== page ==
Faith-based organizations hope to have a positive impact at London Family Planning Summit

Three African presidents and Melinda Gates at Family Planning Summit.
This article was originally published in the "On Faith" section of the Washington Post on July 10, 2012. 

When the British government and the Bill & Melinda Gates Foundation bring together governments, donors, civil society, the private sector and the research and development community in London on July 11 for a major summit that hopes to rekindle the neglected embers of family planning, there will be one constituency there that might surprise some people — people of faith, including Christians (Catholics, mainline Protestants, and evangelicals), Muslims and other faiths.

These religious leaders are working to mobilize the faith community to work with governments, donors and other secular partners to bring family planning back as a major force in maternal, child and community health, something that has been downplayed the past two decades, in part because AIDS and other health issues took precedence, and in part because of the religious and political sensitivities to sexuality and family planning.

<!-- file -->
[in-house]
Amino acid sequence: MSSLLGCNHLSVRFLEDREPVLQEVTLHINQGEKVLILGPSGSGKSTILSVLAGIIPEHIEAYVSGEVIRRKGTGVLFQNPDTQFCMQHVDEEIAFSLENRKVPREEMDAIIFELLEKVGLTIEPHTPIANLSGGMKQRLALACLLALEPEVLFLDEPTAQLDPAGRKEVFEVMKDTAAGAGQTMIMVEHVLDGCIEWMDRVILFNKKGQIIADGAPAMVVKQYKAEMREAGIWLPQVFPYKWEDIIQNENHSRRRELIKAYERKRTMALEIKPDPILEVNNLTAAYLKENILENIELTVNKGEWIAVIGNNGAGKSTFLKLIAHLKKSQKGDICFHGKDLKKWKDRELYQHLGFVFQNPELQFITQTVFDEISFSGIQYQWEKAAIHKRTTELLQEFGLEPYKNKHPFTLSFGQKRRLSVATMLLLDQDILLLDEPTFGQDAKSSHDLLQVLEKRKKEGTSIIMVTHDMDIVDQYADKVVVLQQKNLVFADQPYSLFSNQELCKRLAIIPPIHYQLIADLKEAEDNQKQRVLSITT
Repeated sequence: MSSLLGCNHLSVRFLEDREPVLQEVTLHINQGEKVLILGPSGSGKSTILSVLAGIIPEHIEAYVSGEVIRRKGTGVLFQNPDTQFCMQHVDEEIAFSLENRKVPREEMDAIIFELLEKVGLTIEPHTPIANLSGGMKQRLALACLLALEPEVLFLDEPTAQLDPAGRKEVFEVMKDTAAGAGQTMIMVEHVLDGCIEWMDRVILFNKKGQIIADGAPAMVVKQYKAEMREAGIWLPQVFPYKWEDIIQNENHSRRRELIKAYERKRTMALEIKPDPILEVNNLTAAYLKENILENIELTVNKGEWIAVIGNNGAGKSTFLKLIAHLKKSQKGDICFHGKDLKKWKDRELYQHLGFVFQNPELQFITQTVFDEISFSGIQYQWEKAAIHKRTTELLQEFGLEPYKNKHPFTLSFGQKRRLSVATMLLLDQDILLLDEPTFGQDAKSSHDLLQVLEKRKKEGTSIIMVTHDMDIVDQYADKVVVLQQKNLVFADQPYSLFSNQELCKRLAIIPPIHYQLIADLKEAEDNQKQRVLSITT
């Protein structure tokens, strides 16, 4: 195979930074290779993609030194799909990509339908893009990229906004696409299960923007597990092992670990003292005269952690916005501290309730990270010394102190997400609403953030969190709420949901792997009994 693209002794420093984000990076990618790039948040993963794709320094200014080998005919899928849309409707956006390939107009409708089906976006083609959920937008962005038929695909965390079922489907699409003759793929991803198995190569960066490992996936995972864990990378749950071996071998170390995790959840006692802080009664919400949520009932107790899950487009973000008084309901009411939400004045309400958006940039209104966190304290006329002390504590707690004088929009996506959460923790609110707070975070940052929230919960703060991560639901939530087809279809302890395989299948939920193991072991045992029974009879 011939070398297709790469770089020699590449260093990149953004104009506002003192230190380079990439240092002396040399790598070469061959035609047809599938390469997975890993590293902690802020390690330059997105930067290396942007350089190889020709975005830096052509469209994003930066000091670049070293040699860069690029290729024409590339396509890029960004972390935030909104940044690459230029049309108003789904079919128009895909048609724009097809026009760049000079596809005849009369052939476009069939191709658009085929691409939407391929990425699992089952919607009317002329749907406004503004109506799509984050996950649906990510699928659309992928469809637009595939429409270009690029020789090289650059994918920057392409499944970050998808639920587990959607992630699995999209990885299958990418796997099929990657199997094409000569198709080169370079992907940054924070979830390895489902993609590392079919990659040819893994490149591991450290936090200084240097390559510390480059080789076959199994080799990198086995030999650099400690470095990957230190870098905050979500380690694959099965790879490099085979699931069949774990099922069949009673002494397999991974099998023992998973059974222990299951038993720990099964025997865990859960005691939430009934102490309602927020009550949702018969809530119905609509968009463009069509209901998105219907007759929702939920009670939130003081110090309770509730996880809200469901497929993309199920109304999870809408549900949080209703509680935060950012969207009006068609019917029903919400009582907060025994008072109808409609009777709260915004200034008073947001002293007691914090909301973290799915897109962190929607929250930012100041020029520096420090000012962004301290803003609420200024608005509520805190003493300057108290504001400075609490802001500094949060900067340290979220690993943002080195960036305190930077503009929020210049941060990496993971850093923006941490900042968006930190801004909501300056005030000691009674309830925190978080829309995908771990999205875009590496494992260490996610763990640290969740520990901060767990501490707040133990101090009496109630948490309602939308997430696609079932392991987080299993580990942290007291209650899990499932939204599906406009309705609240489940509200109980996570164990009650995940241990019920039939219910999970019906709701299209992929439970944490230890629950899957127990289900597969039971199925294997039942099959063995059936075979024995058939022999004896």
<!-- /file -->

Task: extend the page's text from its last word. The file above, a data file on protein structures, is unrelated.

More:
This faith support for family planning ranges from progressive Christians to Catholics and evangelicals.

Friday, July 6, 2012

In management of G8 and G20 summits, Mexican performance was vastly superior to U.S.

NGOs meeting at Los Cabos to prepare for their first press conference.
NOTE: This was originally published on the Huffington Post on July 2, 2012.
This year's G8 Summit took place at the secluded Camp David presidential retreat in the mountains of northern Maryland. The G20 Summit took place in Los Cabos, Mexico, the beach resort area at the southern tip of Baja California, where American tourists partied in clubs and frolicked on the beaches while 26 heads of state grappled with the world's most pressing problems.

Apart from the striking difference in venues, there was another huge contrast in the American and Mexican summits -- the level of transparency and the manner in which the two governments managed the process of consulting outside groups, including non-governmental organizations (NGOs), otherwise known as civil society. Guess which country had a very transparent and inclusive process, with multiple opportunities for civil society engagement, and which made used a dedicated website and a suite of social media tools, including Twitter, Facebook, You Tube and others, to share information.

If you guessed the United States, you'd be wrong. As a member of the G8/G20 Global Task Force, a group of international NGOs advocating for their issues in the two summits, I saw firsthand that the Obama Administration's management of the G8 process was none of that:

In advancing food security at G20, civil society can learn from business

NOTE: This was originally published on the Impatient Optimists of the Bill & Melinda Gates Foundation on June 20, 2012.
LOS CABOS, Mexico — One of the remarkable developments of this G20 Summit is the meteoric rise of the B20 (Business-20) and its championing of an issue that is also a priority for non-governmental organizations (NGOs) — food security and nutrition.